• Israel is trying to distract the world from its crimes by pretending to do good (Ali Abuminah)

Hamas and Hezbollah are terror groups that Israel must defend itself from
  • Hamas and Hezbollah are “social movements that  are progressive” (Judith Butler)

Arab men beat their wives and engage in “honor killings”
  • It is Israeli policies that cause Arab men to beat and kill their wives (The Lancet)

The IDF has fewer reports of rape compared to other countries’ armies
  • They don’t rape because they consider Arab women too inhuman to even consider raping (Tal Nitzan)
  • IDF rabbis say rape is perfectly OK according to Yossi Gurwitz
  • Tasteless T-shirts prove Israel has a “rape culture” (David Sheen)

In short: If Israel does something bad, it is proof that Israel is evil. If Israel does something admirable, it is proof that Israel is evil. If Arabs do something bad, it is because Israel is evil.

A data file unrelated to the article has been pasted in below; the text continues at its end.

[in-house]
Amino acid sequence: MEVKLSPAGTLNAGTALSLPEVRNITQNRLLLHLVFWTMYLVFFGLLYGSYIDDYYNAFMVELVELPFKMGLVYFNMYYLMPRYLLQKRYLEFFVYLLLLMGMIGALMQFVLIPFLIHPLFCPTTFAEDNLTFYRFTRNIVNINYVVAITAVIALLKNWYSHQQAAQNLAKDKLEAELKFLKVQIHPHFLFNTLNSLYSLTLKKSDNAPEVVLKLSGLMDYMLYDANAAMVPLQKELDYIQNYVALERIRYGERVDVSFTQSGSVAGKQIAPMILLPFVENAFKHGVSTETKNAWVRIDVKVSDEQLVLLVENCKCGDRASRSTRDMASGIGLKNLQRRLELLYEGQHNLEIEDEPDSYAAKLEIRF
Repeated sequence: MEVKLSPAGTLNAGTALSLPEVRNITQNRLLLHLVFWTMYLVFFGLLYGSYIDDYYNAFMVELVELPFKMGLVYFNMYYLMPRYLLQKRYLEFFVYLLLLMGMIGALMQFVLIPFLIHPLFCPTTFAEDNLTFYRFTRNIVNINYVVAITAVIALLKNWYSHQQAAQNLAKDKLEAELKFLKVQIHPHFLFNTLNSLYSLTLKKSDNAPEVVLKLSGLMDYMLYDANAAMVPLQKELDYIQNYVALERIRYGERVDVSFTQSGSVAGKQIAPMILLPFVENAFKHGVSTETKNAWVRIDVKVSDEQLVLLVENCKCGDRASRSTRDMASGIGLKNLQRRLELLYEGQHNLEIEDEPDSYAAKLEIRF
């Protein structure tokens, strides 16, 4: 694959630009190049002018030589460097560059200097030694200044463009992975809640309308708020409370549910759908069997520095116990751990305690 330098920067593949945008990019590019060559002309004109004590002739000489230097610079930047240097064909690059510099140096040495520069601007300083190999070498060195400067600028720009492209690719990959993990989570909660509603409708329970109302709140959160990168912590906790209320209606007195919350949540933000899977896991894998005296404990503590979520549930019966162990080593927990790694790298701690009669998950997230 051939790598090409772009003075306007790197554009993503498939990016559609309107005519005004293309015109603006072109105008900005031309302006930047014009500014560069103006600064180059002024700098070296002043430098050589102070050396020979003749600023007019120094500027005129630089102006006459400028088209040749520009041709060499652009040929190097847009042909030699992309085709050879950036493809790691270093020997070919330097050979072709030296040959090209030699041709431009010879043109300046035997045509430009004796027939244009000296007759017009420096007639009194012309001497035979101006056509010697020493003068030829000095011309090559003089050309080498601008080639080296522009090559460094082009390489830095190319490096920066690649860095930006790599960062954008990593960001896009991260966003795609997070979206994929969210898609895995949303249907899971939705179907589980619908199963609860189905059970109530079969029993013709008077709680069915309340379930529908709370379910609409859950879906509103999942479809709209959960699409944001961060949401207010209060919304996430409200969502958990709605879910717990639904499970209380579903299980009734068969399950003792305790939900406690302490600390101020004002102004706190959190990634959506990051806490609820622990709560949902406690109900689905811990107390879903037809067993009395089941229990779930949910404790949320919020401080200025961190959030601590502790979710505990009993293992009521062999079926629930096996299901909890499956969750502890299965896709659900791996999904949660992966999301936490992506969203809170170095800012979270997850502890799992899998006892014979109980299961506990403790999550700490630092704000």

Life is so simple for the simple-minded.

1955 was before 1967, wasn't it?

PA prime minister Rami Hamdallah spoke at the Asian-African Conference in Jakarta, Indonesia last week. In his speech, he said that the independence of Palestine and gaining their freedom is the last remaining objective of this conference from its inception 60 years ago.

Hamdallah said that his people are still suffering from the historical injustice done to him, and that living under occupation is unjust and claustrophobic, and that the pain of exile and asylum is still continuing and worsening He called for the establishment of fully sovereign Palestinian state on the "1967 borders."

But the first Asian-African Conference was held in 1955, way before 1967. Why wasn't there any mention then of creating a Palestinian Arab state in the illegally annexed West Bank and Gaza then?